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INTERIM FINDINGS & RECOMMENDS TIONS 23 The NCID plans inclucle a human clinical trial of changing the route of inoculation with the vaccine from subcutaneous to intramuscular, and reducing the total number of closes. Other NCID projects support and extend this work using animal trials and laboratory assays on basic pathogenesis, immunology, and correlates of immunity. The clinical trial and some elements of the laboratory and animal studies are clirectly and forthrightly designed to satisfy regulatory requirements of scientific support for a change in the labeling of the licensed anthrax vaccine AVA. The plans for the clinical trial and related studies seem to be complete and appropriate with respect to the goal of changing the labeling directions regarding route of administration and dosage schedule. Other related studies appear not to be necessary for the labeling change, but perhaps are important in the wider context of anthrax vaccine research. If so, then an assessment of the completeness and appropriateness of those other studies should properly be made from a different perspective, that of the larger research context. The apparently clual goal of the set of studies, in part to support a labeling change and in part for a wicler research contribution, creates challenges for an overall review of the study plans. In particular, the committee notes! several omissions in the set of study plans where the omitted study might be unnecessary for the labeling change but quite important in the wider research context, including future studies of safety and efficacy of products yet to be approved. The primary elements of the CDC research plan uncler the purview of the NIP include studies of the knowledge, attitudes, and beliefs of populations regarding aspects of the anthrax vaccine immunization program (AV1P), and also include several approaches to making better and more intensive use of existing data relevant to the safety ant! the efficacy of the vaccine. These projects are clearly intencled to contribute to the larger anthrax vaccine research context. In general, the NTP-sponsored studies are not as far along in their clevelopment as are the NCID- sponsored studies related to the labeling change. This interim report reflects two results of the difference in the development time lines. First, the studies that appear to be designed specifically with a view to supporting a labeling chance net greater scrutiny at this time than do anv of the 1. 1 - ~ ~ ~ ~ ~ ~ ~ ~ . . . .. . . . . ~ .. . . . . . . studies pertaining to the wider context ot anthrax vaccine research, simply because the committee received more detailed information for review and discussion. Second, the distribution of studies within the CDC results in the NCID-sponsored studies (since they are concerned with the labeling change) getting more scrutiny than the NIP-sponsored studies. Again, this is an artifact of the relative stage of development, and hence of the relative amounts of information available, in each case. The projects in either part of the CDC that were describer! in full or in part to the committee by the time of writing the interim report are listed in Box 2-2. NCID RESEARCH ACTIVITIES The NCID issued a call for proposals to carry out one or more parts of the following three- part research plan. Part A: Anthrax Vaccine Adsorbed (AVA): A Human Reactogenicity and Immunogenicity Trial to Address Change in Route of Administration and Dose Reduction Part B: Non-human Primate AVA Dose-Ranging, Immunogenicity ant! Challenge Trial . Part C: Anthrax Pathogenesis, Immunology, and Correlates of Protection Against Inhalational Anthrax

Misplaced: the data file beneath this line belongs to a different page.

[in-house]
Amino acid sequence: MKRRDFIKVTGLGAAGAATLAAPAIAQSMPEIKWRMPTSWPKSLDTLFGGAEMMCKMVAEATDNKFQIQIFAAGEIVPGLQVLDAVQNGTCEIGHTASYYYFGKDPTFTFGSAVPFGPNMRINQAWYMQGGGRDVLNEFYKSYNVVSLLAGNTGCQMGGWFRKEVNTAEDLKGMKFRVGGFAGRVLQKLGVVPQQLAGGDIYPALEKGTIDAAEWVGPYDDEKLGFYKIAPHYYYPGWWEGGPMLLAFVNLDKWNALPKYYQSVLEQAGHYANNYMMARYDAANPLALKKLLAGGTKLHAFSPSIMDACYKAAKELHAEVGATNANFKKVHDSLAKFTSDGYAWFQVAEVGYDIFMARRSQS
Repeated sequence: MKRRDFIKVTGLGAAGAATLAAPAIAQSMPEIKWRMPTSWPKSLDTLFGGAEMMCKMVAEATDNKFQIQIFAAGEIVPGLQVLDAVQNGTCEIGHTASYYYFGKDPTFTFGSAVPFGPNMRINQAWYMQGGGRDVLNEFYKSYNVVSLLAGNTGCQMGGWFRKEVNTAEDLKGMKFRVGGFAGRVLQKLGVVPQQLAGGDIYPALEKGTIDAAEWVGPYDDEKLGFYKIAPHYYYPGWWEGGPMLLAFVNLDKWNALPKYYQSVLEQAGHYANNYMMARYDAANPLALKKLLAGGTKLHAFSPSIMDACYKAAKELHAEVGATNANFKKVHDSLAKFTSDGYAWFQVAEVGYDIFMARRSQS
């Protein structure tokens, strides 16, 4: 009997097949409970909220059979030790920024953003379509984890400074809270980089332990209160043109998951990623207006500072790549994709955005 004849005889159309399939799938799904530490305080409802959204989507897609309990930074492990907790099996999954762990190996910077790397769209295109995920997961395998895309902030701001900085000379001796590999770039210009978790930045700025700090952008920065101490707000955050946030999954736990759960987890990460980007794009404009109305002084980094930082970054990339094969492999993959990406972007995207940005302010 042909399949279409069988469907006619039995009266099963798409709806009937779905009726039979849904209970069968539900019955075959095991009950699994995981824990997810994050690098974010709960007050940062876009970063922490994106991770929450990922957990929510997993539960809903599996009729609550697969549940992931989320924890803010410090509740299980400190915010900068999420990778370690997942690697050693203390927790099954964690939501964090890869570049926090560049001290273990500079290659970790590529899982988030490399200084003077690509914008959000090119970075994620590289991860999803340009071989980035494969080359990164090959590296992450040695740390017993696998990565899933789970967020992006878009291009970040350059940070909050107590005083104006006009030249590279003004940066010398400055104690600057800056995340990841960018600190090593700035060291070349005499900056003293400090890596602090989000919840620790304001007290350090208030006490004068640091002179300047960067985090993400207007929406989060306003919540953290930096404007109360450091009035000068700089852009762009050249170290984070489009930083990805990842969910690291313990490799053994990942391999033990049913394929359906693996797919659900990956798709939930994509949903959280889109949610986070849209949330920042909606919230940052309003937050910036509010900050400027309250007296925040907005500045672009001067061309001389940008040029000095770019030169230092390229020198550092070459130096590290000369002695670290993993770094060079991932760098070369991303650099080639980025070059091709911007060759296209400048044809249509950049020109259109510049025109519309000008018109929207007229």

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24 CDC ANTHRAX VA CCINE SAFETY & EFFICA CY RESEARCH PROGRAM Part A: Clinical Trial The Part A clinical trial is designed to evaluate the effects of changing the administration ot the vaccine from the current subcutaneous (SQ) route to the more common intramuscular (IM) route, anct to evaluate whether this change affects the rate of adverse events in male and in female recipients. Part A also will evaluate the efficacy of the vaccine uncler the new conditions, based on correlates of immunity, that is, laboratory tests of the level of antibody in the blood that is correlated with immunized humans and with animals that have been shown to be protectect from infection. Then that information will be the baseline for evaluating the effects of reducing the total number of vaccine doses. The labeling currently specifies six closes given over IS months, followed by annual boosters, but the study as currently planned will assess reclucing that to as few as four doses over IS months with boosters every two years. The trial will be double blinded, randomizecI, and controlled using saline as the placebo. The active treatments will use the current supply for the first four doses (Iot FAV-048b), and a different lot (to be proclucect by BioPort, but used only if certified by FDA as releasable) for subsequent closes. Given the length of the data collection period, the trial must last at least three and a half to four years. Box 2-3 summarizes the study design. BOX 2-2 Projects Presentec! to Date in CDC Research Program NCID- in development Part A: Anthrax Vaccine Adsorbed (AVA): A human reactogenicity and immunogenicity trial to address change in route of administration and dose reduction Part B: Non-human primate AVA dose-ranging, immunogenicity and challenge trial Part C: Anthrax pathogenesis, immunology, and correlates of protection against inhalational an- thrax Human leukocyte antigen sub-study NIP - in development or planned for development Survey of knowledge, attitudes and beliefs (KAB) prevalent among military service per- sonnel and also of military health care provid- ers regarding the anthrax vaccine Survey of the KAB prevalent among military health care providers regarding practices of re- porting to Vaccine Adverse Event Reporting System (VAERS) Data-mining in the VAERS database SF-36 Survey of clinical trial participants Hormonal correlates of adverse events in fe- male clinical trial participants Long-term follow-up of any available previously immunized populations Meta-analysis of safety and efficacy studies on the anthrax vaccine